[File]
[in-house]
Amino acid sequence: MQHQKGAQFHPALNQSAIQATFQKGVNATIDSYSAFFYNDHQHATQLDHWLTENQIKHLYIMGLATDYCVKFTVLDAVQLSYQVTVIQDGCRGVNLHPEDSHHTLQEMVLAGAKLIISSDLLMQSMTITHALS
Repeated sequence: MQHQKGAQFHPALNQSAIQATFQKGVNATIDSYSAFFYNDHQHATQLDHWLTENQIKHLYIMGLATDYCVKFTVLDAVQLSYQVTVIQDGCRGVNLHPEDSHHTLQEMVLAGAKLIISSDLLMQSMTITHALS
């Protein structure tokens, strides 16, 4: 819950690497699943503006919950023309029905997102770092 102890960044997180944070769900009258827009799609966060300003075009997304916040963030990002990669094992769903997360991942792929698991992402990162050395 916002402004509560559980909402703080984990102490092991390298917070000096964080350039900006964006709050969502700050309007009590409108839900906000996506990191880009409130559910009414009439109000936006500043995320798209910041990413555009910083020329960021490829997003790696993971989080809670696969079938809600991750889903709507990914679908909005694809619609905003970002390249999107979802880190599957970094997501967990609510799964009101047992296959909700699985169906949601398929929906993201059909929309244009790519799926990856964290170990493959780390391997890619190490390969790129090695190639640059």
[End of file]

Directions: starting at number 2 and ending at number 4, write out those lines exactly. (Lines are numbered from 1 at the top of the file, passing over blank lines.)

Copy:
Amino acid sequence: MQHQKGAQFHPALNQSAIQATFQKGVNATIDSYSAFFYNDHQHATQLDHWLTENQIKHLYIMGLATDYCVKFTVLDAVQLSYQVTVIQDGCRGVNLHPEDSHHTLQEMVLAGAKLIISSDLLMQSMTITHALS
Repeated sequence: MQHQKGAQFHPALNQSAIQATFQKGVNATIDSYSAFFYNDHQHATQLDHWLTENQIKHLYIMGLATDYCVKFTVLDAVQLSYQVTVIQDGCRGVNLHPEDSHHTLQEMVLAGAKLIISSDLLMQSMTITHALS
């Protein structure tokens, strides 16, 4: 819950690497699943503006919950023309029905997102770092 102890960044997180944070769900009258827009799609966060300003075009997304916040963030990002990669094992769903997360991942792929698991992402990162050395 916002402004509560559980909402703080984990102490092991390298917070000096964080350039900006964006709050969502700050309007009590409108839900906000996506990191880009409130559910009414009439109000936006500043995320798209910041990413555009910083020329960021490829997003790696993971989080809670696969079938809600991750889903709507990914679908909005694809619609905003970002390249999107979802880190599957970094997501967990609510799964009101047992296959909700699985169906949601398929929906993201059909929309244009790519799926990856964290170990493959780390391997890619190490390969790129090695190639640059």